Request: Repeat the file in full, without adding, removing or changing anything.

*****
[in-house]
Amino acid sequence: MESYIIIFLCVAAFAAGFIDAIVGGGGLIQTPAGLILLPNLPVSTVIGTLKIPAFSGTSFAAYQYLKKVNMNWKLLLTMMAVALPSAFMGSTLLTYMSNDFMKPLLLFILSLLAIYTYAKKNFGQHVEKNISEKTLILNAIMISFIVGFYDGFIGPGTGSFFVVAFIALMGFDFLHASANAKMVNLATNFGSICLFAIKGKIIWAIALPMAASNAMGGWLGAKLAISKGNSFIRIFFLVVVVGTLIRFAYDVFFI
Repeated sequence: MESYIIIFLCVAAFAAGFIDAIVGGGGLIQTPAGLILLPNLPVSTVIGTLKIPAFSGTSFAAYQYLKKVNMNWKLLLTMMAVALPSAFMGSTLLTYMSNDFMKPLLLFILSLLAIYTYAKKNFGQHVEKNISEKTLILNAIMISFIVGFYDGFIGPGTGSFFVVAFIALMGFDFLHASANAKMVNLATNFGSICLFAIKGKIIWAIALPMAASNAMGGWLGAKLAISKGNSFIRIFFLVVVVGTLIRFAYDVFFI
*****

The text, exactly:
[in-house]
Amino acid sequence: MESYIIIFLCVAAFAAGFIDAIVGGGGLIQTPAGLILLPNLPVSTVIGTLKIPAFSGTSFAAYQYLKKVNMNWKLLLTMMAVALPSAFMGSTLLTYMSNDFMKPLLLFILSLLAIYTYAKKNFGQHVEKNISEKTLILNAIMISFIVGFYDGFIGPGTGSFFVVAFIALMGFDFLHASANAKMVNLATNFGSICLFAIKGKIIWAIALPMAASNAMGGWLGAKLAISKGNSFIRIFFLVVVVGTLIRFAYDVFFI
Repeated sequence: MESYIIIFLCVAAFAAGFIDAIVGGGGLIQTPAGLILLPNLPVSTVIGTLKIPAFSGTSFAAYQYLKKVNMNWKLLLTMMAVALPSAFMGSTLLTYMSNDFMKPLLLFILSLLAIYTYAKKNFGQHVEKNISEKTLILNAIMISFIVGFYDGFIGPGTGSFFVVAFIALMGFDFLHASANAKMVNLATNFGSICLFAIKGKIIWAIALPMAASNAMGGWLGAKLAISKGNSFIRIFFLVVVVGTLIRFAYDVFFI